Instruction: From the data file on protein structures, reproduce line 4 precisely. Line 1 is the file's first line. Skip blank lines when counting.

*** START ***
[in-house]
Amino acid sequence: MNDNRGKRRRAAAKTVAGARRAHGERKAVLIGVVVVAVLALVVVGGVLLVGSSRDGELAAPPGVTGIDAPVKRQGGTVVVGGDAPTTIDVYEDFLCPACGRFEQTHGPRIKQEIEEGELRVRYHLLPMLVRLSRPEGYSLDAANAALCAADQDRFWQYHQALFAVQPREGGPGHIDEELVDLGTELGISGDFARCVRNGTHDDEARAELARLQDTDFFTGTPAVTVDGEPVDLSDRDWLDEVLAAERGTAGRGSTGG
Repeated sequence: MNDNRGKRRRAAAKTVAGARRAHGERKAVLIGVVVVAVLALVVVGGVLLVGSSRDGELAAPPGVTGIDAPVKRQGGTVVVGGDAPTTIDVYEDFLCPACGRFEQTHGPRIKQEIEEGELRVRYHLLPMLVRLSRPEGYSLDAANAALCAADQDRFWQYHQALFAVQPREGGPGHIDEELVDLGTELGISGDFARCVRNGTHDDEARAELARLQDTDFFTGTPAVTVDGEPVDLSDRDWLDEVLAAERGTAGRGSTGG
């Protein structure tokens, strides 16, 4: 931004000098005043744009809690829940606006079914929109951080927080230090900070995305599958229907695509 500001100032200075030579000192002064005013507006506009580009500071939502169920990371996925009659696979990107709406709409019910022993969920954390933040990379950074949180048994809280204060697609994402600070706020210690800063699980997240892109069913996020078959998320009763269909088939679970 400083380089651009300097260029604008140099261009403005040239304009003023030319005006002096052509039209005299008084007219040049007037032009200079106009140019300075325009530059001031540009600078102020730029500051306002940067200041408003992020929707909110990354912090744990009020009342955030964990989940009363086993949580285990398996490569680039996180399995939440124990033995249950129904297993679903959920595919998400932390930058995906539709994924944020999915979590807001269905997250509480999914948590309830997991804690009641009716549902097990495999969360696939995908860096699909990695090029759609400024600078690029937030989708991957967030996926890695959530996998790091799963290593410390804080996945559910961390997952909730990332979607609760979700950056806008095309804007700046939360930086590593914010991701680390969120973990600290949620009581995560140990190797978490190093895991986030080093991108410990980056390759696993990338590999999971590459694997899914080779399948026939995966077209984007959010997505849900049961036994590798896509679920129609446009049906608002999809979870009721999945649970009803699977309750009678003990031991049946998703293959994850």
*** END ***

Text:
């Protein structure tokens, strides 16, 4: 931004000098005043744009809690829940606006079914929109951080927080230090900070995305599958229907695509 500001100032200075030579000192002064005013507006506009580009500071939502169920990371996925009659696979990107709406709409019910022993969920954390933040990379950074949180048994809280204060697609994402600070706020210690800063699980997240892109069913996020078959998320009763269909088939679970 400083380089651009300097260029604008140099261009403005040239304009003023030319005006002096052509039209005299008084007219040049007037032009200079106009140019300075325009530059001031540009600078102020730029500051306002940067200041408003992020929707909110990354912090744990009020009342955030964990989940009363086993949580285990398996490569680039996180399995939440124990033995249950129904297993679903959920595919998400932390930058995906539709994924944020999915979590807001269905997250509480999914948590309830997991804690009641009716549902097990495999969360696939995908860096699909990695090029759609400024600078690029937030989708991957967030996926890695959530996998790091799963290593410390804080996945559910961390997952909730990332979607609760979700950056806008095309804007700046939360930086590593914010991701680390969120973990600290949620009581995560140990190797978490190093895991986030080093991108410990980056390759696993990338590999999971590459694997899914080779399948026939995966077209984007959010997505849900049961036994590798896509679920129609446009049906608002999809979870009721999945649970009803699977309750009678003990031991049946998703293959994850």